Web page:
Ontario’s Greenbelt at risk; what you should know 

Serena Anagbe / Photo Editor
The Grand River in Brantford.

Ryan Amato, chief of staff to Ontario’s housing minister resigned two weeks after the release of the highly anticipated Special Report on Changes to the Greenbelt.  

Released Aug. 9 by the auditor general of Ontario, the report outlines several issues with the proposed changes and recommendations to fix them.  

In December, the Ford government announced Bill 23, the More Homes Built Faster Act. It requires certain municipalities to commit to constructing the 1.5 million homes the government determined needs to be built to respond to the housing crisis.  

In places like Pickering, Hamilton and Halton Region, some of the land selected for development was part of Ontario’s Greenbelt. It was found that Amato personally suggested 13 sites for removal from the Greenbelt, nine of which were brought to his attention by the land developers. 

“Like many people, I thought, ‘Somebody’s going to make money off this. I wonder who?’” said Robert McLeman, a geography professor at Wilfrid Laurier University.  

The report states that the owners of the land removed from the Greenbelt could see a total increase in land value of $8.3 billion.   

On Sept. 14, 2022, Amato attended an event where he was approached by two developers who gave him packages with information about the removal of land from the Greenbelt. The report found that the developers who spoke to Amato at that event own 92 per cent of the land that was removed from the Greenbelt just a few months later.  

Ontario’s world-renowned Greenbelt was established in 2005 with the passing of the Greenbelt Act, which aimed to permanently protect the province’s farmland and environmentally sensitive areas. It includes the Niagara Escarpment and the Oak Ridges Moraine, both of which were already protected.  

Though neither of Laurier’s campuses are in regions where land is being removed from the Greenbelt, Waterloo, Brantford and the surrounding areas may still be impacted by it, said Kevin Thomason, vice- chair of the Grand River Environmental Network.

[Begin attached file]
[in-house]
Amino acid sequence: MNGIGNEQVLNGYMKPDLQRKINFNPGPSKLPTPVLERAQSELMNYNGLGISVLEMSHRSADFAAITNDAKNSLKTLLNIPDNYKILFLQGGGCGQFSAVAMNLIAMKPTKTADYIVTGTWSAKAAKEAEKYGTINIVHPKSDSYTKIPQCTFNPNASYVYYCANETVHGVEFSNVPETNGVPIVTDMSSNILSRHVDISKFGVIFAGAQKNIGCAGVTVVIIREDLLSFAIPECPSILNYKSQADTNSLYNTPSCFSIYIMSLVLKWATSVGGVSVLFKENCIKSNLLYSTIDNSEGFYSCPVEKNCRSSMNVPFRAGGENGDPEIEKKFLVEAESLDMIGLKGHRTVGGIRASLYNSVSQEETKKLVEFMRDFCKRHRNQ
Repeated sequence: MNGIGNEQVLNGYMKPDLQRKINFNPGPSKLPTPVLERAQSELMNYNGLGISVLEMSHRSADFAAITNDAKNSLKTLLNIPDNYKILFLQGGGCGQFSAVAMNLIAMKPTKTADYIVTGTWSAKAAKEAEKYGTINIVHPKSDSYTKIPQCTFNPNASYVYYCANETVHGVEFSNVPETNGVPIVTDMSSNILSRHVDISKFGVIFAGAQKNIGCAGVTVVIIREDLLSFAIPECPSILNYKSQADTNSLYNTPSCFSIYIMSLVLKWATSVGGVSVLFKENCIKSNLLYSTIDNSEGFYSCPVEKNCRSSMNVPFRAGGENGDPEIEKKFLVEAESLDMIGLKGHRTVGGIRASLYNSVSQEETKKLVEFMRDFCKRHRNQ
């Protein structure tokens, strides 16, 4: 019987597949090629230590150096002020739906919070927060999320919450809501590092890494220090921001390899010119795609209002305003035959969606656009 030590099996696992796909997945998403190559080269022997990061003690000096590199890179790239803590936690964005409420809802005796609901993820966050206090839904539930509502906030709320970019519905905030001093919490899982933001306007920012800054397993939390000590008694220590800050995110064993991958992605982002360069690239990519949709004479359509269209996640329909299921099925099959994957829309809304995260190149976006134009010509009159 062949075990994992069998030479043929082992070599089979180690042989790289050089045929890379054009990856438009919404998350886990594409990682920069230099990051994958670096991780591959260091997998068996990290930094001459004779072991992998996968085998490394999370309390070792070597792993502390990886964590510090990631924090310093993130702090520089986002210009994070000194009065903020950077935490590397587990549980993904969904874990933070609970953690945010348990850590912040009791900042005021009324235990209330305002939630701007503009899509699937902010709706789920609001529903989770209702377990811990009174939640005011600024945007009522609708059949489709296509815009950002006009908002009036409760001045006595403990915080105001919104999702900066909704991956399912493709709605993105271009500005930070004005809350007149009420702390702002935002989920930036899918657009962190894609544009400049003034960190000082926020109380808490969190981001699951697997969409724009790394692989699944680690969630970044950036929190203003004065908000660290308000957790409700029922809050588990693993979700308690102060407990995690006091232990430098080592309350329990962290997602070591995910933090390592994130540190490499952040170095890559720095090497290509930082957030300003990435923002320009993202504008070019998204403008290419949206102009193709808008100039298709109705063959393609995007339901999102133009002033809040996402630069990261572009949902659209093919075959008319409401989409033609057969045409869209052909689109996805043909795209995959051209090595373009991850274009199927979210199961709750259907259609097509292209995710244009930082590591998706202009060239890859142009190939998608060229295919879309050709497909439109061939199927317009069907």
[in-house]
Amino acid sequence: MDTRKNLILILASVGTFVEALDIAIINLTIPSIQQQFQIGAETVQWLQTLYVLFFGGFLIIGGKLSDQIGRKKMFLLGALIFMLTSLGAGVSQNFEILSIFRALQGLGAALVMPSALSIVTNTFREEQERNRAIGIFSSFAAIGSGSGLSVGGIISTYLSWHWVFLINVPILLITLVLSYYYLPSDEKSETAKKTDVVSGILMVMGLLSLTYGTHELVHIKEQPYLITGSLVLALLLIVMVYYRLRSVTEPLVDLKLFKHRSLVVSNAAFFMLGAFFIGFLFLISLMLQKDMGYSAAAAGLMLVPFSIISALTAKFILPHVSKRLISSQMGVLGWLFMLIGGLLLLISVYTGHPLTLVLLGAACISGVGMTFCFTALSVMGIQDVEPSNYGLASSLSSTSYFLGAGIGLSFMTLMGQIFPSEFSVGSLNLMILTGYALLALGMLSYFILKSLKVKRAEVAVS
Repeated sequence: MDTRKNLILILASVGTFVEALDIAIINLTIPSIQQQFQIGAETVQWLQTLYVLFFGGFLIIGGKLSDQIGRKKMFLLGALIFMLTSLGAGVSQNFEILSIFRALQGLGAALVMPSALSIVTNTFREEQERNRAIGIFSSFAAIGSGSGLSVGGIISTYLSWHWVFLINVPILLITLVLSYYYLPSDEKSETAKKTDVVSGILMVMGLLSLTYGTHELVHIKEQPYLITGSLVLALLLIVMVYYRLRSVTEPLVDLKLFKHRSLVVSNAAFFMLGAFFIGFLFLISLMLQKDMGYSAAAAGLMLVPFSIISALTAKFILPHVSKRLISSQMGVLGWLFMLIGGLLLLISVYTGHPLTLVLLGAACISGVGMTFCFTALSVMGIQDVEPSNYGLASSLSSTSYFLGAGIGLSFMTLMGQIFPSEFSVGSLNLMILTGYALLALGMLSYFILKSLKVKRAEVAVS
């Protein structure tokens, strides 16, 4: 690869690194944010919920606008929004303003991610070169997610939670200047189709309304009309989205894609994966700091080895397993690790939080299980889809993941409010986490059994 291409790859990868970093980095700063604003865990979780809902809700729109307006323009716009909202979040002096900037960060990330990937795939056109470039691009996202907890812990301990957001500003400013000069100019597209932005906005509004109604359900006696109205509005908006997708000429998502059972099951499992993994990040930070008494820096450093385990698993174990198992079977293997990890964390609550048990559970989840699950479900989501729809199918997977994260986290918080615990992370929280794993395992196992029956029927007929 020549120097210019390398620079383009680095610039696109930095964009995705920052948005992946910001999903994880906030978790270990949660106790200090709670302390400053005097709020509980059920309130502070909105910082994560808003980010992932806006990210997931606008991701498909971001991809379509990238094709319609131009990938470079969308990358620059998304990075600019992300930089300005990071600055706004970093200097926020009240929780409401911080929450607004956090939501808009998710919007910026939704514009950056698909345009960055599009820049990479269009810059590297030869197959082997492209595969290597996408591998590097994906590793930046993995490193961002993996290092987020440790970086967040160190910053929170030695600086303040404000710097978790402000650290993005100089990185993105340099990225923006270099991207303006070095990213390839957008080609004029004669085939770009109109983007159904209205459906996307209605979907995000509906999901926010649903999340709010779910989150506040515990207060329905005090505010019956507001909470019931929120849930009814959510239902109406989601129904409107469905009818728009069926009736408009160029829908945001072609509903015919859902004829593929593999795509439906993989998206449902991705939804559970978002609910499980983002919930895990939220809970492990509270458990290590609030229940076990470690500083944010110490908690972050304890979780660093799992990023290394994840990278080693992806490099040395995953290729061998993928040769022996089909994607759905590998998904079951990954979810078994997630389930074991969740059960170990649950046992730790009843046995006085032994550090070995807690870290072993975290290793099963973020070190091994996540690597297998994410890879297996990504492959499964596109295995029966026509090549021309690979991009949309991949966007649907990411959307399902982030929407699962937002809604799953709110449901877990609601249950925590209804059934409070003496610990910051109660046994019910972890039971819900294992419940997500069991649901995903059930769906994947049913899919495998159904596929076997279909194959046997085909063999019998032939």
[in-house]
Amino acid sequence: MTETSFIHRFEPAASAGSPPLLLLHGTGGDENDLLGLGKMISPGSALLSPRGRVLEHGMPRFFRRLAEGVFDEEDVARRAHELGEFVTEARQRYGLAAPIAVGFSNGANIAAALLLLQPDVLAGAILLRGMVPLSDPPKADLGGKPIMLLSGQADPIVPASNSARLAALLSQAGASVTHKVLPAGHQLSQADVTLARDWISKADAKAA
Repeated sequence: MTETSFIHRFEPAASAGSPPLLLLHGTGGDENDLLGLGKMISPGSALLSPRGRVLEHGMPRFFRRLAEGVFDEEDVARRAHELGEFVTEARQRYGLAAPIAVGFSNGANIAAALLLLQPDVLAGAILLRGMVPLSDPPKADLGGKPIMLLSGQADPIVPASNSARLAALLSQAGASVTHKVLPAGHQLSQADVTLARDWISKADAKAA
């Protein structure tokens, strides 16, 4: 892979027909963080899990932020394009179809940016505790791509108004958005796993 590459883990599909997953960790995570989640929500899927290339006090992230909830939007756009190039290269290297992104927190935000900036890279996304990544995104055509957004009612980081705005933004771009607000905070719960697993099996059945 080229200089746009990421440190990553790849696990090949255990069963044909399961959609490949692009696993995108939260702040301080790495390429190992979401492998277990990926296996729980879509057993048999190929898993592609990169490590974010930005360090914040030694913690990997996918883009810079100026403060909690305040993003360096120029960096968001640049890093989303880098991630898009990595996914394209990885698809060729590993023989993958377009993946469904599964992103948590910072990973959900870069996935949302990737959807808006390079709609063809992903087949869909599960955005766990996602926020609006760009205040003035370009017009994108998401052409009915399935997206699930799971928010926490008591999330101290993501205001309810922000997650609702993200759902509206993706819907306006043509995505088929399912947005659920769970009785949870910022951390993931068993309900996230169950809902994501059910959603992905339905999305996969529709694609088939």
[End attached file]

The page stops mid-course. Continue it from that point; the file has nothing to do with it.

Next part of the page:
The Greenbelt is important not only for land protection, but also for water. 

“If we were to pave over all of that land that’s in the Greenbelt right now, there would be regular flooding,” said McLeman. “It’s like a sponge out there.”  

Places like Waterloo and Guelph are reliant on groundwater for drinking.  

“We have forests, fields and countryside on top of that water, it’s protected,” he said. “But when we pave over that land and put factories, shopping malls, homes and so on, the risk of contamination goes up.”  

And contamination can’t be undone, said McLeman, referring to the township of Elmira, where the groundwater is no longer drinkable.  

When the Greenbelt Act was passed, it was expected that it would later be expanded to include places like Waterloo Region and Simcoe County, said Thomason. That didn’t happen, so regional protections were put in place instead.  

“It’s not an accident that you know the minute you’re back in Waterloo Region,” said Thomason. “It’s all a result of great planning.” 

Thomason encourages Laurier students to take this issue seriously and let their voices be heard by contacting their MPP, showing up to rallies and voting.  

“Students need to be speaking up more than anyone because you guys are the ones who are going to be paying the price,” he said. “If you’re not willing to exercise and speak up for the future you want to see, you’re going to get the future that somebody else wants.”  

As of Aug. 23, the RCMP is assessing whether further investigation is required into the matter. To read the Auditor General’s full report visit auditor.on.ca.

This article was originally published in print Volume 23, Issue 1 on Thursday, Aug. 31.

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